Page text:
A civil society based in Cambridge, a community of practitioners and thinkers working around the intersections of technology, ethics, and society.
After a successful launch at which we discussed Automation, the Future of Work, and UBI, our second event will have a loose theme of Public Service Internet, and will take place from 6-8pm on 30th November 2018, at a private residence easily accessible from Cambridge Station.
Here are some things we’ve been reading in this area. Please let us know via the form below if you can recommend an article (with a URL and an indicative snippet) about positive initiatives, ideas or research. Please also use the form if you live in the geographical wide area and are interested in attending this or future Future Fridays.
“We don’t get free speech by having no rules online, but by building a network that can have rules applied and then winning the political arguments for laws and regulations which guarantee that free speech, within the bounds of a specific group, country or culture, and according to their agreed standards.”
“Today, the scope for using the internet for public benefit rather than to serve purely commercial or government interests has grown. This has prompted a group within BBC Research & Development to work towards clarifying what this might mean and how the BBC could help create an internet that more easily supports the online ambitions of public service organisations of all types, around the world.”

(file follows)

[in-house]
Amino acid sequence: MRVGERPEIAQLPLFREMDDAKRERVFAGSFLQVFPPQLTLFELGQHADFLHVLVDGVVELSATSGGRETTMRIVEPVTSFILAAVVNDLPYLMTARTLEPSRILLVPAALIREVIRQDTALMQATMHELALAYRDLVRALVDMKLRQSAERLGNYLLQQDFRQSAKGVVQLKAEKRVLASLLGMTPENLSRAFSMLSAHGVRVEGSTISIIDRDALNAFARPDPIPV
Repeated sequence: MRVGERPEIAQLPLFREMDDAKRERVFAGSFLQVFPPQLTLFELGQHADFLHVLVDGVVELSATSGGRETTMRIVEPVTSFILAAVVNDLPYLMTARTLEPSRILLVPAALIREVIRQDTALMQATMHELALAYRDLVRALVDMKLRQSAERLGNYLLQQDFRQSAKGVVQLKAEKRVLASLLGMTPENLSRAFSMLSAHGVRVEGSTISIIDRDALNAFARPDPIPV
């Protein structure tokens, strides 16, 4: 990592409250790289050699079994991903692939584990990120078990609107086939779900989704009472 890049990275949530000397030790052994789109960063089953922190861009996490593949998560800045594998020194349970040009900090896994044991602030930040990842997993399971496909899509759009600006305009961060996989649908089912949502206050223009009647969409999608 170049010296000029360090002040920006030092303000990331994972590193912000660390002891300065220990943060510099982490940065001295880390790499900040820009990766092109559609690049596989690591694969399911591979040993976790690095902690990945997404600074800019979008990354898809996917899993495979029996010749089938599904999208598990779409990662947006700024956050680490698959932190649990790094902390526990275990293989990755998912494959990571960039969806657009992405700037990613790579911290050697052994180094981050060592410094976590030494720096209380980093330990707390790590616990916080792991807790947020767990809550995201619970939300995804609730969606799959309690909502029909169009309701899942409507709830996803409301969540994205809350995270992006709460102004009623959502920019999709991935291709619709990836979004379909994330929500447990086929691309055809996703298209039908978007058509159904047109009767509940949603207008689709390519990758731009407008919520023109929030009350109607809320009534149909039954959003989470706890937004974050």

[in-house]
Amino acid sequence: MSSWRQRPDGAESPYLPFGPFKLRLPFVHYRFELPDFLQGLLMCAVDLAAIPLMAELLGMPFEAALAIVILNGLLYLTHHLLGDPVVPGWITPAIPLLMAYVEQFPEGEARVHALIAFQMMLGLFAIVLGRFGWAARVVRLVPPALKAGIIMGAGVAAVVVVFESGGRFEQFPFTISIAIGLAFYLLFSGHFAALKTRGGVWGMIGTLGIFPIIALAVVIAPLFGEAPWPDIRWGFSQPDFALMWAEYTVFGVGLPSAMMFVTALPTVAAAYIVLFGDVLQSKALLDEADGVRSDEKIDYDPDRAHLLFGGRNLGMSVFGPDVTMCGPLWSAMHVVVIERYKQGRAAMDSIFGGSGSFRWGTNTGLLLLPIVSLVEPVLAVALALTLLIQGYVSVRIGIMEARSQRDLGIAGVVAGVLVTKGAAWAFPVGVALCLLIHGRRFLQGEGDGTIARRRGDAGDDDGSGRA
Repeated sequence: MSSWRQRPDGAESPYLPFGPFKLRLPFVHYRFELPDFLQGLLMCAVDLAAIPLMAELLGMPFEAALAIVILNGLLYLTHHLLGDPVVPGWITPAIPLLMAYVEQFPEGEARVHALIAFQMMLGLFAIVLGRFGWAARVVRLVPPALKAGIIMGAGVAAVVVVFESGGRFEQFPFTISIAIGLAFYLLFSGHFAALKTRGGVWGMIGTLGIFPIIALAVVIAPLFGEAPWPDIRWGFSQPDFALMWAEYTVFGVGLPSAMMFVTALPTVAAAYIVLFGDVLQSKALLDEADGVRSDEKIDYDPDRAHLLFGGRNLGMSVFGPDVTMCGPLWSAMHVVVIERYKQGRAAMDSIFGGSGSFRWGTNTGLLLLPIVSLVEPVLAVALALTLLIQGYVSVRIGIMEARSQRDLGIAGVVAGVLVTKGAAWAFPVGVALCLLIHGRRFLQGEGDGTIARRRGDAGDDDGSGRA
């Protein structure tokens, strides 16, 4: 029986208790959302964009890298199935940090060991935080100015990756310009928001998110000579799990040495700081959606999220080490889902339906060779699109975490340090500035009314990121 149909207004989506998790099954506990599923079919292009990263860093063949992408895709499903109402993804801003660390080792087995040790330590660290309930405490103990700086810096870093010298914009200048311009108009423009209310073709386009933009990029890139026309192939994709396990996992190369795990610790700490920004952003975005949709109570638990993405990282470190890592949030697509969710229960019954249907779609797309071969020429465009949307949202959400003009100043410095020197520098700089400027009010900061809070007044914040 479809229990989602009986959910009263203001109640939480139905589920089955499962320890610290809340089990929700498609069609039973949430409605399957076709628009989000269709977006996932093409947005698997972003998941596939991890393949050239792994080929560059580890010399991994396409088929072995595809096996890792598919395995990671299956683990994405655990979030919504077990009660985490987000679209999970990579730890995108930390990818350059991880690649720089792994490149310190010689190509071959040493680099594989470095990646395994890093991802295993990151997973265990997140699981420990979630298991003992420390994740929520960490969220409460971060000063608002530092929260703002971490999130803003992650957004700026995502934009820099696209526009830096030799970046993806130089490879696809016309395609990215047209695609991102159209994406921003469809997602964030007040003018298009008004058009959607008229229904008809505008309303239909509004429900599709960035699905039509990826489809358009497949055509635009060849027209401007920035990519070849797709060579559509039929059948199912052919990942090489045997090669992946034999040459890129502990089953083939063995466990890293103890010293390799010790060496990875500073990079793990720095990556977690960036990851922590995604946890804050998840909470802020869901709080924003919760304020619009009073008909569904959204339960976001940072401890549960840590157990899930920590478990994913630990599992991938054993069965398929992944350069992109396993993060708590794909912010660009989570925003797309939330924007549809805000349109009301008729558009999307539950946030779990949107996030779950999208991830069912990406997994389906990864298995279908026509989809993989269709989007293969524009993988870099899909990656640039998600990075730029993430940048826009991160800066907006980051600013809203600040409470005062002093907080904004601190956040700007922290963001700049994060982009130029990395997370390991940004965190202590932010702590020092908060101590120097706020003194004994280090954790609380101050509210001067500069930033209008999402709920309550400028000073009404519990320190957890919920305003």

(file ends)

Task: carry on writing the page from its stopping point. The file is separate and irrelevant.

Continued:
In case you needed it, one of many articles looking at some of the problems with the current Internet
“Social Media Runs on Rage. And we can’t protect our kids from it, no matter how hard we try”
“Dominant ‘Information Utilities’ – whose dominance might be measured in terms of their significant market power, such as their share of the online or mobile advertising markets – would have the most stringent reporting duties. These proposals would be compatible with the imposition of a ‘duty of care’ on social media companies being proposed by others. In the case of Facebook, its founder has regularly referred to it as ‘a social utility’ and in his 600-word manifesto last year, referred to it as ‘social infrastructure’ on several occasions. Perhaps we should take Zuckerberg at his word and accept that Facebook is a social utility and a form of social infrastructure. Utilities, after all, are regulated.”
“We are working on building models that can detect claims automatically, match similar claims and cluster groups of claims together. We do this through careful collaboration with other expert factcheckers, and with help from hundreds of volunteers who collect and sort the data.”
“Tackling the Information Crisis: A Policy Framework for Media System Resilience”
A report from the LSE’s Commission On Truth Trust And Technology
More information, links, and video on the LSE initiative
“Let’s take some responsibility and leave the internet a better place than we found it.”